A Place for Everything

I think there is life-changing magic in the most basic of organizing principles. It’s known as “a place for everything.” Since I started working as a professional organizer in 2003, I have shared this phrase as one of the keys to successfully organizing our homes, offices – and lives.  

We “professionals” tend to glibly throw out these tips that we deem useful. However, we don’t always explain in detail how to achieve them. Because I believe this quote to be a foundational exercise towards achieving organizing success, I will share my experience with you.

When we say have a place for everything, we literally mean absolutely every single thing in your life – every piece of paper, pen, light bulb, shoe, dish, and utensil. Every single thing. I am most definitely not saying this is an easy thing to achieve. But when you do it (and you can do it), it is literally life-altering.

a box with small compartment and each compartment contains a different type of screw nail representing a place for everything
Image by Jorge Urosa on Pexels.

How to Find a Place for Everything 

First, you must go through every closet, drawer, box, bag, and bin and make a place for everything. This takes planning, careful thought, skill in creating storage solutions, and an investment of time. However, once you do it, if you do it right, you will never have to do it again.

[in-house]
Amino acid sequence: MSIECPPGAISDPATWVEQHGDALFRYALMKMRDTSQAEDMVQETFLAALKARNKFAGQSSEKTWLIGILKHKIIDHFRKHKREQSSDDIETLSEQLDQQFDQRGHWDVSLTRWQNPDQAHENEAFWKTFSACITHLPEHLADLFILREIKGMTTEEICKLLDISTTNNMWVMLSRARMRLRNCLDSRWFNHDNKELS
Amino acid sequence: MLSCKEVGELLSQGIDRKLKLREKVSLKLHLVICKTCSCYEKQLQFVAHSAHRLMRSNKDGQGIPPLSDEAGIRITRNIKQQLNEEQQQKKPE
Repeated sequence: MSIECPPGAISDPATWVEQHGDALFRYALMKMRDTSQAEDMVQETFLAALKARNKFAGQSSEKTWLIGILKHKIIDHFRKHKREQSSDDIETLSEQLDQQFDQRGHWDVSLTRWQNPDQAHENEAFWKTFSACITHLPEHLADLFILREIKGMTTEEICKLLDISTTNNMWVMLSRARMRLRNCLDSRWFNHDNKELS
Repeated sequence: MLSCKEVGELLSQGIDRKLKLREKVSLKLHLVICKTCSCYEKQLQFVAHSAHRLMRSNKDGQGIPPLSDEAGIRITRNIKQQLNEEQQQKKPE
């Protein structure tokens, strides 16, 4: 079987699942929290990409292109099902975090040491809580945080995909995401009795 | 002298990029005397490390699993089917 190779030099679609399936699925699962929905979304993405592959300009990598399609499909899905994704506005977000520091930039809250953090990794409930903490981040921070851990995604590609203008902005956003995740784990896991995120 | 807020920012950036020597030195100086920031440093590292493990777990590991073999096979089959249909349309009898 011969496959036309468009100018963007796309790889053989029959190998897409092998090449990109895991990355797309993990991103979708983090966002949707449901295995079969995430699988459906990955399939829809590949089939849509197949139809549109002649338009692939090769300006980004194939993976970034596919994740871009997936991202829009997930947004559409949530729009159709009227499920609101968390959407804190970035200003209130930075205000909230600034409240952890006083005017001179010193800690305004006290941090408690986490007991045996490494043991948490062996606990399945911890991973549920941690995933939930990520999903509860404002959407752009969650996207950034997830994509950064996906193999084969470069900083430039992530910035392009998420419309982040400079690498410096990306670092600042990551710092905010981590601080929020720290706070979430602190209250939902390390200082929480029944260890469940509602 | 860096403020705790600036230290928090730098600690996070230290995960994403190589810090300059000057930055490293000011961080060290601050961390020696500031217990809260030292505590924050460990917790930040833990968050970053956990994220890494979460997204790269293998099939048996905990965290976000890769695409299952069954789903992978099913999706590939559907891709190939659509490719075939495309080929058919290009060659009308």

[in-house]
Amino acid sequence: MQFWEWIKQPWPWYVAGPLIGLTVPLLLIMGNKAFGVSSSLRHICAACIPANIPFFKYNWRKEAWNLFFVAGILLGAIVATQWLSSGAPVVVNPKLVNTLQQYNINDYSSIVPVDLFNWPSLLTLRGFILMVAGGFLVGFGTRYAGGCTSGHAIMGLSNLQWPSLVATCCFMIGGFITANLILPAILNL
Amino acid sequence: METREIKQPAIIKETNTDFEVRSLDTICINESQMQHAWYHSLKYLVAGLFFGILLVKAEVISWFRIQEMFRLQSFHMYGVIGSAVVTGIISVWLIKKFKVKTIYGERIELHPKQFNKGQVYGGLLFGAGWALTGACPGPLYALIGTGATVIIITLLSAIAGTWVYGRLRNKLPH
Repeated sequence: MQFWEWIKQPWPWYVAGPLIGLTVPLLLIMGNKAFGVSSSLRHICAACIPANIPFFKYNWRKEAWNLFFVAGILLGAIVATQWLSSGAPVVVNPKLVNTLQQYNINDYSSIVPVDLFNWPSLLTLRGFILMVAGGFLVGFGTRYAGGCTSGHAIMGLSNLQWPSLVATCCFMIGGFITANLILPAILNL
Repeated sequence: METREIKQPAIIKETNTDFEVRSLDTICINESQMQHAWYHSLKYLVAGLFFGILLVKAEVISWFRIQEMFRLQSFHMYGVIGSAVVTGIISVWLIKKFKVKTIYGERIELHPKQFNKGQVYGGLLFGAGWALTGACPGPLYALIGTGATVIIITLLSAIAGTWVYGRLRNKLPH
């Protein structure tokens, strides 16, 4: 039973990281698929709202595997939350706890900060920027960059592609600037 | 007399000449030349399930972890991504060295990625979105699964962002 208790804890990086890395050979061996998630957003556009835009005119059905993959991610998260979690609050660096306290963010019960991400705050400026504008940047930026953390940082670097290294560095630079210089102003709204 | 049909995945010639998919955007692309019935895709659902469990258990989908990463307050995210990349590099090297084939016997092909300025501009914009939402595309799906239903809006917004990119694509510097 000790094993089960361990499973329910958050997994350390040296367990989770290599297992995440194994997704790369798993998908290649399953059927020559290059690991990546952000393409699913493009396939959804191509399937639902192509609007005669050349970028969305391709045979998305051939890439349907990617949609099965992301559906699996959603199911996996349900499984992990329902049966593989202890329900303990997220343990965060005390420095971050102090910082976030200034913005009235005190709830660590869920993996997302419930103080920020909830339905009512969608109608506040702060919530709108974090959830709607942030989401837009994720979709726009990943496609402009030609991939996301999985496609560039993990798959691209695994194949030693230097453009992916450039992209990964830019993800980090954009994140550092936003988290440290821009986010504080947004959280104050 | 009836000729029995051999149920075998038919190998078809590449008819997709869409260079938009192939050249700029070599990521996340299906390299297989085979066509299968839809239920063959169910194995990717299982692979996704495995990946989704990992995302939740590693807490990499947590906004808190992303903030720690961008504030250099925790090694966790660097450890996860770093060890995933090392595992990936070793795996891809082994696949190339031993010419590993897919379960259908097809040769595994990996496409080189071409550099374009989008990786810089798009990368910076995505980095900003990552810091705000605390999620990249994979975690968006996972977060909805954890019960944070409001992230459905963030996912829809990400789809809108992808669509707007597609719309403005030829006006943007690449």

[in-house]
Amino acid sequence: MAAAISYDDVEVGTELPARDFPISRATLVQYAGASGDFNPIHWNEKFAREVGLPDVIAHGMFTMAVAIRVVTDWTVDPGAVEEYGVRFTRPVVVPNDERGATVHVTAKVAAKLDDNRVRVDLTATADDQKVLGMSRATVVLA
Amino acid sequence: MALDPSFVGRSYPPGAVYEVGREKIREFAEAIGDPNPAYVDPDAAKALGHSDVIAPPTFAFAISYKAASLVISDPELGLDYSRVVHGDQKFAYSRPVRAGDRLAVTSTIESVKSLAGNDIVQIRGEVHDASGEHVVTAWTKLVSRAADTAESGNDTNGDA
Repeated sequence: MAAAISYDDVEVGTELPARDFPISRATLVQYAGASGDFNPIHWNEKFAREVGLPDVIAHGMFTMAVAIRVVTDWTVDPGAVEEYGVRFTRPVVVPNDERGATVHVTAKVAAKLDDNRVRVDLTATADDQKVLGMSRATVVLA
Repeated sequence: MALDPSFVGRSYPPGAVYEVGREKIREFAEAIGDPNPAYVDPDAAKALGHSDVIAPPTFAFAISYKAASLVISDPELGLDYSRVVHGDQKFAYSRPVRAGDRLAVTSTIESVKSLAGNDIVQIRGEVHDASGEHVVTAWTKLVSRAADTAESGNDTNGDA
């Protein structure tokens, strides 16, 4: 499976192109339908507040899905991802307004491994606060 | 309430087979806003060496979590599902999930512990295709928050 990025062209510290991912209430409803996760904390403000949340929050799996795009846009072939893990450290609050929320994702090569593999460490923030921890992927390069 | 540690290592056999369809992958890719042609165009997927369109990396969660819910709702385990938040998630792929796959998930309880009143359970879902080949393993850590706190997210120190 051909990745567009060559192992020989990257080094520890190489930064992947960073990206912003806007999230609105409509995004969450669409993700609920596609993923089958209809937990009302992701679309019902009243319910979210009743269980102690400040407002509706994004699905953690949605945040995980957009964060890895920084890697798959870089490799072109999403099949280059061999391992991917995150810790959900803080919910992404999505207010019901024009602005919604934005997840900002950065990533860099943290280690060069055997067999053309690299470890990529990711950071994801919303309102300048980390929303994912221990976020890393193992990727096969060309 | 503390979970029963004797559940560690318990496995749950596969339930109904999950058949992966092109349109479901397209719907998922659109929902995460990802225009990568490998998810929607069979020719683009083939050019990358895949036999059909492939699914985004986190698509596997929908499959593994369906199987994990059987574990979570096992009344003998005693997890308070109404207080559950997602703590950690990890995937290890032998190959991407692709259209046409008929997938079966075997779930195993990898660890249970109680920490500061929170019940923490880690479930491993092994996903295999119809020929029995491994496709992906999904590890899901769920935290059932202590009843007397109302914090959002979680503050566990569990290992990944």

All of my “stuff” had a home in my house. But there was room for improvement. I recently went through all of my drawers and closets and moved things around to really fine-tune the concept of everything in its place. 

Every single thing in the house has a purpose or is pleasing to look at. Every single thing has a home. That home is the most convenient place I could find closest to where I use that thing. Every single thing can be found in under a minute. Every single thing that comes into the house replaces something that leaves the house if that thing already exists and the place it belongs is already occupied. 

Now that is life-changing! And it’s not magic; it’s a fact.

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